Since the show returned in 2005, Doctor Who has clearly established that with each regeneration, the Doctor forgets some of his past, either willfully or involuntarily. Though Twelve notably declared, “I’ve made many mistakes. It’s time I did something about that,” he’s chosen to forget the side of him that inspired awe and gave hope. He knows that comes hand in hand with hubris; he knows that’s what makes the Alliance try to trap him in the Pandorica. The flipside of heroism is danger and responsibility.
Upon realizing that in the future, he passes from memory into legend, Robin Hood shrugs it off, explaining, “History is a burden. Stories can make you fly.” The Doctor faces the challenge of being both. What will he chose to do about it?
Odds & Ends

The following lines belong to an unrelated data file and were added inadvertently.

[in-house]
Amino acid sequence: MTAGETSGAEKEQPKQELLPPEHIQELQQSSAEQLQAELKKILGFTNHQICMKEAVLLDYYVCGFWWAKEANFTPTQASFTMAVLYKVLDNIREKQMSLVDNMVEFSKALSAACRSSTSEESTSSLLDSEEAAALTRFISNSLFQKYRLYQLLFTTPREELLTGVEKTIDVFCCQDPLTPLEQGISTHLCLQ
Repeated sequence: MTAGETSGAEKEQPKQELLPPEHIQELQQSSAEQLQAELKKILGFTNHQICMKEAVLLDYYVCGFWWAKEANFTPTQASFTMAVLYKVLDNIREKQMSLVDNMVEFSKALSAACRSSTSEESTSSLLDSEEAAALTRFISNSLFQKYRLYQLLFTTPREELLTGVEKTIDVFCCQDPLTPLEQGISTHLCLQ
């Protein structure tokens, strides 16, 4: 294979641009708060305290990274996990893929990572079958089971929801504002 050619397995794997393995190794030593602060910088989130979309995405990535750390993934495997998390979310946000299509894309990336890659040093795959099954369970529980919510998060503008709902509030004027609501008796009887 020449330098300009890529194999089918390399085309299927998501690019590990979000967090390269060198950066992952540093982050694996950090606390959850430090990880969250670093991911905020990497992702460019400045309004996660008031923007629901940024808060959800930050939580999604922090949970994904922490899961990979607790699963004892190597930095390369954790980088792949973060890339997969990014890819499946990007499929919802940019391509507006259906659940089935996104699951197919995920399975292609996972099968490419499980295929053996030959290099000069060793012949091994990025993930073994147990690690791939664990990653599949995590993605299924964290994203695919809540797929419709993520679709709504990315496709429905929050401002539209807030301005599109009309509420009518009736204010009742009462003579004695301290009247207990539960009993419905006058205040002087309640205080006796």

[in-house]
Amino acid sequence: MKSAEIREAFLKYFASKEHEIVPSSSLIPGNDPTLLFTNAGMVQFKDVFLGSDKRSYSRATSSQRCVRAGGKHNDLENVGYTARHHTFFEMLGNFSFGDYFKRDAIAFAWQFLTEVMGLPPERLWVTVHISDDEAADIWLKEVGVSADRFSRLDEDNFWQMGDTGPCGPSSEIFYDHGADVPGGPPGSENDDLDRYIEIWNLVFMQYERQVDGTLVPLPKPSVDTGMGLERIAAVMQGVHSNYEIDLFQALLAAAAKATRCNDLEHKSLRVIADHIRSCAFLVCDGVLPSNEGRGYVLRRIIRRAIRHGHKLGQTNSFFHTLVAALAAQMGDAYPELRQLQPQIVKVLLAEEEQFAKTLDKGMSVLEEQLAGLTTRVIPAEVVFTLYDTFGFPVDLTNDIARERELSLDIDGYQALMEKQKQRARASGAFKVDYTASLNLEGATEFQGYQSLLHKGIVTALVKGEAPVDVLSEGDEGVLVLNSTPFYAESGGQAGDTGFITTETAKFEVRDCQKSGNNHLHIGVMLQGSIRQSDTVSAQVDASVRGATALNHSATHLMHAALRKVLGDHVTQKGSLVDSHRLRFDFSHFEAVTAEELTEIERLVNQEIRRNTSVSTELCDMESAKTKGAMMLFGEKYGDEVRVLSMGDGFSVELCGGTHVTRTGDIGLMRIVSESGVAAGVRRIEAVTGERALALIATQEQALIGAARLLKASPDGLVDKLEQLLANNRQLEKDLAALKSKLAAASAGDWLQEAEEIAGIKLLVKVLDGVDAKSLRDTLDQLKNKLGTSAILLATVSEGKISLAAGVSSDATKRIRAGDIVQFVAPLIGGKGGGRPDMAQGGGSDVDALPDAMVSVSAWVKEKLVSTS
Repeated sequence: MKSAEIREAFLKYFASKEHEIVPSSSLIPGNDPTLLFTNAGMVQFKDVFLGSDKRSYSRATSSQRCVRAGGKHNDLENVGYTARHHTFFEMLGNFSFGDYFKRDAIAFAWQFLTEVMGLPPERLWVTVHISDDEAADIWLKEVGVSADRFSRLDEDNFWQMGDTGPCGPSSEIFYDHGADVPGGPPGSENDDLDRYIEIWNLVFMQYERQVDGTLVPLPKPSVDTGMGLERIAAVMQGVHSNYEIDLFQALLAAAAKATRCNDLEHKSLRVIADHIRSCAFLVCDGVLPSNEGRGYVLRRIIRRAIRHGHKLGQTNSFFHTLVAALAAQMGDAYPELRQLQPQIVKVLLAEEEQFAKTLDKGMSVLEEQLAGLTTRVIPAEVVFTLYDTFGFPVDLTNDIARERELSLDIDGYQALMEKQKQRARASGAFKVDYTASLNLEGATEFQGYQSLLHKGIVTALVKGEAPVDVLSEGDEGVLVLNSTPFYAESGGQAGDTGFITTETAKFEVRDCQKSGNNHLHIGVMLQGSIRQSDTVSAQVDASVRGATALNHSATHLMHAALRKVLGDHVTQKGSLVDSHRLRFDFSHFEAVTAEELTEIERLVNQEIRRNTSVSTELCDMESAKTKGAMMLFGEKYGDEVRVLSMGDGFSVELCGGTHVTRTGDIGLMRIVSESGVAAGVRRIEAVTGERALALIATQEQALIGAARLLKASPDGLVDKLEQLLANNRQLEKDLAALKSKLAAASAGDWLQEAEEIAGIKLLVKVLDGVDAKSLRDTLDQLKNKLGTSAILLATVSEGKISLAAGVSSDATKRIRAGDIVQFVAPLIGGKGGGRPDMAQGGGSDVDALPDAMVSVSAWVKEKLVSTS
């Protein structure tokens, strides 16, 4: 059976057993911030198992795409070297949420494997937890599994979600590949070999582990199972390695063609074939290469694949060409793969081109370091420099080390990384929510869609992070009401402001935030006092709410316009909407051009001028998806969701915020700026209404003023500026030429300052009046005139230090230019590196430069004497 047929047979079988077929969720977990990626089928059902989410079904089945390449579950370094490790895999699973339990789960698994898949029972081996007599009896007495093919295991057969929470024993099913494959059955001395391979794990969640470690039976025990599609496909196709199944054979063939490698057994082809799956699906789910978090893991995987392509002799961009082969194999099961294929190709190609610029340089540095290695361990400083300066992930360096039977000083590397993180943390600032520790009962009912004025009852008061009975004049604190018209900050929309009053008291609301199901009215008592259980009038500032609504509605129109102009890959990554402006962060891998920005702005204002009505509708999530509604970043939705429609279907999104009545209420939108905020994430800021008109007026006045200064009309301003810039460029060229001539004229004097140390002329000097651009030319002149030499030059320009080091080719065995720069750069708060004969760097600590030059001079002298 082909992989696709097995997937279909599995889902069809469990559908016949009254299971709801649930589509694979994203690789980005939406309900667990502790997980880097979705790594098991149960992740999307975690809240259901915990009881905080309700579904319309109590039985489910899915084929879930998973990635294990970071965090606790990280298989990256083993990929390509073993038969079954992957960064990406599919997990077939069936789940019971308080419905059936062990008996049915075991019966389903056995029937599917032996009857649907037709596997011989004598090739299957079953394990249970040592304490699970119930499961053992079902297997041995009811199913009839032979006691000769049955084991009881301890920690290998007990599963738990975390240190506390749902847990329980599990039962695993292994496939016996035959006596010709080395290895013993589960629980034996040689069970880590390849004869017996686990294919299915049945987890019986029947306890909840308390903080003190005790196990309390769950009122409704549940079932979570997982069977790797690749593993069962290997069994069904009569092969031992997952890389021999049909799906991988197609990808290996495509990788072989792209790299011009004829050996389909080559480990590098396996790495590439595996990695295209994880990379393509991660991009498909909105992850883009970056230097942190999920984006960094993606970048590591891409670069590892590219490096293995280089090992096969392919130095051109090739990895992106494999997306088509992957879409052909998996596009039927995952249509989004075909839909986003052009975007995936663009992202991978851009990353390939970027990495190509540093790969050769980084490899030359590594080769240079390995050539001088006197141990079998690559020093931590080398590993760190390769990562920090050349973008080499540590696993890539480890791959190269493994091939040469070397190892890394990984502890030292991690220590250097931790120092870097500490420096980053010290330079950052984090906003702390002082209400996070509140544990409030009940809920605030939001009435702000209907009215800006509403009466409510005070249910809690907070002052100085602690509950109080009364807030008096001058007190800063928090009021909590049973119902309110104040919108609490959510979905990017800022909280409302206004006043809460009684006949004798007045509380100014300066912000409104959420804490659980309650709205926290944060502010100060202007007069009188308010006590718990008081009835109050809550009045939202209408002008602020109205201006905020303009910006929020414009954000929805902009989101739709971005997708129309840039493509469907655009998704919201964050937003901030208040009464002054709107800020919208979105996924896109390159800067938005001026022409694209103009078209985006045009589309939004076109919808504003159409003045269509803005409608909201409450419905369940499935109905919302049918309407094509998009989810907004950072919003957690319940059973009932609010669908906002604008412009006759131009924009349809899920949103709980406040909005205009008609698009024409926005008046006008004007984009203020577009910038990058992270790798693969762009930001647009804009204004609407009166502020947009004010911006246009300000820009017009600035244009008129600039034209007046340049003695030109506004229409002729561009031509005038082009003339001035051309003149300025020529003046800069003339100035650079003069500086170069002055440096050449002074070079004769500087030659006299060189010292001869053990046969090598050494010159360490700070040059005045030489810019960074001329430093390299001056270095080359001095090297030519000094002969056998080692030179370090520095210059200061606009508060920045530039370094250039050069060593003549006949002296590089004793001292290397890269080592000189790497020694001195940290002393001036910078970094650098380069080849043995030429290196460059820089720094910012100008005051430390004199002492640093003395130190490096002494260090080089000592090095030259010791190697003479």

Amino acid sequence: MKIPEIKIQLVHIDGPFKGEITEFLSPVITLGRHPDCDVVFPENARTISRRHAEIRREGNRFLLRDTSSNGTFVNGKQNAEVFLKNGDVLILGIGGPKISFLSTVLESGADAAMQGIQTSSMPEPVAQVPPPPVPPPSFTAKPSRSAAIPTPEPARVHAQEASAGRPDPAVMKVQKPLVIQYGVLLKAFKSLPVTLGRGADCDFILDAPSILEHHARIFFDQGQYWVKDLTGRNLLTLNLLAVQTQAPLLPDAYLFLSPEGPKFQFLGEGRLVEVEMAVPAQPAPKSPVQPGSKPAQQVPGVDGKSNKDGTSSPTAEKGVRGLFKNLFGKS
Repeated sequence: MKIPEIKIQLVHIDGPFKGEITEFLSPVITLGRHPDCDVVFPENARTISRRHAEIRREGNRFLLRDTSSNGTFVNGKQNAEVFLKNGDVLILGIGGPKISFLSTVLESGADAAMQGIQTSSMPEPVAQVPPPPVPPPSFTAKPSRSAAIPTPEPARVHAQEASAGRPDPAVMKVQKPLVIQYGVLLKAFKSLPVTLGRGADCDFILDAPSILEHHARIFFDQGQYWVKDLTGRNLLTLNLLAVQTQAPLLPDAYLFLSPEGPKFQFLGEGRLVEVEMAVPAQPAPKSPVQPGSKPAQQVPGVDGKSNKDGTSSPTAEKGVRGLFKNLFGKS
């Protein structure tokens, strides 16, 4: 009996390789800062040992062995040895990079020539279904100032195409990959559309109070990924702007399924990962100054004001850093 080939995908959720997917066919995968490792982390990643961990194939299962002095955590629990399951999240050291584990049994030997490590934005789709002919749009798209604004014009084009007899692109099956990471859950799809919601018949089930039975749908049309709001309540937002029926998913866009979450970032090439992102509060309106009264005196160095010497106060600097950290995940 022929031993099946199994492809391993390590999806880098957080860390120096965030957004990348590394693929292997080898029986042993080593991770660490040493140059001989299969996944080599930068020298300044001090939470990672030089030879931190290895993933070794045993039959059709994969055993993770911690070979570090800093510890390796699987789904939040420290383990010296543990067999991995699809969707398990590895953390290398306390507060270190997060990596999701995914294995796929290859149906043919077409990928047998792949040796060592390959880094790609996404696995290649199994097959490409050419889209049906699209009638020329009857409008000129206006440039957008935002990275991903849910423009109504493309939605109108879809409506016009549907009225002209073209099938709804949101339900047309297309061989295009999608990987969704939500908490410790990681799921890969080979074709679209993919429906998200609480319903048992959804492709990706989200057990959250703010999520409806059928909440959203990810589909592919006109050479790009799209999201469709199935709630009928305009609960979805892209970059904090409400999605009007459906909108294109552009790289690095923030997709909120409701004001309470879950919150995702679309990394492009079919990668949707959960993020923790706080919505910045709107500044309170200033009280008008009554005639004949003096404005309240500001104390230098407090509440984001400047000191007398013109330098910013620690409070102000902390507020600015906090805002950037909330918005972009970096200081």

– The BBC edited out a beheading scene near the end out of respect for the two American journalists, James Foley and Steven Sotloff, beheaded by the Islamic State in the past month. Apparently, Robin would have beheaded the Sheriff, showing him to be a robot. I actually think I like the story better with the Sheriff being human, for what it’s worth.
– Just because Twelve is a curmudgeon doesn’t mean he’s not funny, and Capaldi’s really digging into this Doctor’s rapid-fire retorts and alien detachment with aplomb.
– The TARDIS heals instantly from the arrow wound, lest we forget it is so much more than a box.
– Fun fact: the one photograph included among the montage of illustrated Robin Hoods on display in the ship’s database was of Patrick Troughton, the Second Doctor, who played Robin Hood in a 1953 British TV serial.
– We don’t see Missy at all tonight, and I think that’s because nobody sacrificed themselves for the Doctor’s plans. (I’m firmly in the camp that believes the clockwork man in “Deep Breath” jumped.) I’m also convinced that Missy is the Rani, even though Steven Moffat has said he has “no reason” to introduce her, because I don’t believe anything he says. I will remain certain until I’m proven completely wrong later this season.